Monthly Archives: January 2017

Going for a Walk

By Laken Radvansky
Why don’t I go on walks more? As soon as I stepped out onto the porch I was immediately greeted by a kiss. The sun looked happy to see me and I too, was happy to see it; happy to feel it. I hadn’t enjoyed it lately. The air tasted sweet and unfamiliar. The leaves felt rough and reminded me of the past few days. My shoes clicked on along the sidewalk as I moved- a sound I hadn’t heard in a while.
I hadn’t taken a deeper look at the outside world like this in a while. The cool breeze wrapped around my neck as my fingers turned white. Walking, one foot in front of the other, it felt like time was passing slowly. For once, I didn’t feel rushed. I was enjoying myself. Is this what not having any stress feels like? For once, my mind was clear. I could only think about the next few steps in front of me. Birds were singing in the trees, reminding me that there’s more to this life than deadlines and studying. Neighbors walked by with cheerful smiles and “How are you’s?”
As soon as they passed, silence overtook my thoughts. Not just any silence, a peaceful silence. The sidewalk seemed to go on for miles but I didn’t mind it. I was loving every minute of being out without a care in the world. Dogs barking in the distance, squirrels frantically digging, and children laughing filled the air. The air began to thicken as I walked along the path and my breathing began to speed up. My joints were tightening and the desire to go home was increasing steadily but I didn’t want to give in. It is not often that I can take a walk because most of the time, I am too busy to enjoy the little things. So I decided to take it slow. I could hear my heartbeat in my ears as my breathing calmed.
The sun came out from behind a cloud and greeted me with one last kiss on the cheek as if to say goodbye for the evening. With this, it quietly disappeared and the night took over. The birds were no longer singing and the squirrels were no longer digging. The calm had taken over and everything went to sleep. I didn’t sleep though. The air was chilly at this point and the streetlights flickered but I didn’t care. For a moment, I was invisible to the world. No one could tell me to do an assignment or ask me a question that needed an answer that I probably don’t have. I was relaxed. I was happy. I was living.

Radvansky is a public relations senior

Taking it all in at Russell House

By Morgan Hubbard

January 21, 2017 was a very interesting day with a lot of details. On this particular Saturday, it was a really wet and rainy day. Around one o’clock pm I made my way to the Russell House just to get away from home. I rarely go into Russell on a Saturday so the experience was interesting. As I observe my surroundings from the car to inside of Russell, everybody that I passed and walked by was wearing rain boots and rain jackets.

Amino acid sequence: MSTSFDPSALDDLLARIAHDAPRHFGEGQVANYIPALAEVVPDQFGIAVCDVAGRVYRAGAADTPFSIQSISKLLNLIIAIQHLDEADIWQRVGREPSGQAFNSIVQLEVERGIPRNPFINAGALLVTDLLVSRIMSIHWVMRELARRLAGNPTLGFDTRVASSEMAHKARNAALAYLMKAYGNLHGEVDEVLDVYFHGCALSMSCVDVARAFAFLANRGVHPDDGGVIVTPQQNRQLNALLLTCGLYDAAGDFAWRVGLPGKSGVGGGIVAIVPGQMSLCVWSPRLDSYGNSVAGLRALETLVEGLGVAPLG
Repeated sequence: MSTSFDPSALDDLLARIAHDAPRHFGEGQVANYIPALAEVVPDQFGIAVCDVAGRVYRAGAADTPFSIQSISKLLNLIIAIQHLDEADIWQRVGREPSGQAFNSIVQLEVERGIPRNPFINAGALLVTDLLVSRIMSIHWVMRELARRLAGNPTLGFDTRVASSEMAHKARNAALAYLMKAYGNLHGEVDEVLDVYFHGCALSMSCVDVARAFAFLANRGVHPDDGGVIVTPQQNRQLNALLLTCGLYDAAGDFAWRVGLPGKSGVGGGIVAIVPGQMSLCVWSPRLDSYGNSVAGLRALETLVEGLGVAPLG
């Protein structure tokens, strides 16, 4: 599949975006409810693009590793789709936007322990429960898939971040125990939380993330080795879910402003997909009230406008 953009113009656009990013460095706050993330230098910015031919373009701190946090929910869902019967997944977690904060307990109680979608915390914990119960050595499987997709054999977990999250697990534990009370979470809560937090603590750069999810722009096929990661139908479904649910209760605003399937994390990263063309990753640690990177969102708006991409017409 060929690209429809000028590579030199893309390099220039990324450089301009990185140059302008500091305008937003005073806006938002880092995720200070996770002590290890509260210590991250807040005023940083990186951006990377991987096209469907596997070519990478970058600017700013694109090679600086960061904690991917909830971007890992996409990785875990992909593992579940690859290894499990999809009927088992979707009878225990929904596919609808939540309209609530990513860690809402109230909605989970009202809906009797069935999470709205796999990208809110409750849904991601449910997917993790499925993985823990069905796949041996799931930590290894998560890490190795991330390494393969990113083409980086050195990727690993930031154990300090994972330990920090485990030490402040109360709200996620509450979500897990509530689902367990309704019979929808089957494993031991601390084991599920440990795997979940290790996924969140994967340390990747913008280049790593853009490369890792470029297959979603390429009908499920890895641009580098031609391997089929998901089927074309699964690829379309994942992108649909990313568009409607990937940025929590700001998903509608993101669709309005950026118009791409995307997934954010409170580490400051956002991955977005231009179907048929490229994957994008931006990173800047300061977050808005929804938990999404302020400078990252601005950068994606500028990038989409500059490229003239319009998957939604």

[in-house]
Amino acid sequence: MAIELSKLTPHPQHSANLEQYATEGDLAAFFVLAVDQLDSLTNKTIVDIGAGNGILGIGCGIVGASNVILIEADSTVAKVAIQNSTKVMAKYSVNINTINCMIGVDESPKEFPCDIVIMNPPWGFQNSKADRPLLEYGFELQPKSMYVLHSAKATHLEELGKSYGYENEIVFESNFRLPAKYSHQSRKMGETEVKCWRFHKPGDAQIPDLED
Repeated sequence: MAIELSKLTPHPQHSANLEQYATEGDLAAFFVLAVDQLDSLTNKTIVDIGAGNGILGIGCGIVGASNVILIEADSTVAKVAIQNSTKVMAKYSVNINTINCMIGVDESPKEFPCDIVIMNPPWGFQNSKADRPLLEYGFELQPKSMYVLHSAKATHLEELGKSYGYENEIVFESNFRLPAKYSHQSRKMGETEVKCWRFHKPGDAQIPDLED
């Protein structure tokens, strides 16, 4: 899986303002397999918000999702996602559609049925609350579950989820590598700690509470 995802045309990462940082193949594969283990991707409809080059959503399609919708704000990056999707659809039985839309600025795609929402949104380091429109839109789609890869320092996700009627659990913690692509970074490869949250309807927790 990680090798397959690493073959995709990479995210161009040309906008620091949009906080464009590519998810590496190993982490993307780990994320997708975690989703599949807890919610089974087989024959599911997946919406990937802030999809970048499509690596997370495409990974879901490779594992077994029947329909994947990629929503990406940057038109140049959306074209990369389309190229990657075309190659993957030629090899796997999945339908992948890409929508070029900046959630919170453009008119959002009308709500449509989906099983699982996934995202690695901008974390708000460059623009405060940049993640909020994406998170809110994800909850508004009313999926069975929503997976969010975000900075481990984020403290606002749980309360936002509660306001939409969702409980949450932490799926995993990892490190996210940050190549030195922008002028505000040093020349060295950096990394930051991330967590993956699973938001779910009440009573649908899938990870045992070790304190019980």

As I proceed to walk around just observing what is in front of me, I hear students debating what they want to eat. Two students were stuck between Chick-Fil-A and Russell House breakfast. As I walk to the breakfast line I see bacon, eggs, both cheese and regular grits, biscuits, and pancakes. Looking at the food I could taste every bit of it just by looking at it. I want to get a piece of everything on the menu. Continuing to walk around I hear small talk between the cashiers and customers. The cashiers are so nice asking the students how their day is going and making sure they got everything they needed. It was such a nice atmosphere to be around.

As I walk upstairs holding on to the rail, it felt really sticky. I look down to see that my hand is covered in syrup. I am upset at the fact my hand is covered in syrup but the smell of the maple was just mouthwatering.

I immediately go to the nearest bathroom and wash my hands. To my surprise the bathroom was clean and smelled like Febreze. I turned the knob and let the hot water steam for a few seconds before putting my hand under the dispenser to feel the fluffy white foam soap fall in my hand. After, I finish washing my hands, they feel so much better. I walk downstairs and order some pancakes, bacon and eggs and sit there and eat my food until it was all gone.

Hubbard is a public relations junior

A Typical Walk With Buddy

By Aalayah Faulcon

Today I took my Budster aka Buddy for a walk a little longer than usual. He usually likes to take the stairs, but this time I insisted on taking the elevator to my left. I could hear the television on the sports channel in the common area playing while awaiting the elevator. Suddenly we hear a ding, letting us know the elevator doors were about to open. The elevator smells like dogs. Or maybe it was pee stains from one that was creating the aroma while we await the one flight trip down the elevator.

We make a sharp right after the elevator dings and the doors open. The Budster speeds to the front door since he has to go potty. Walking out the front door of the apartment I smell a fresh whiff of poop. The smell even seems like it gets in my mouth.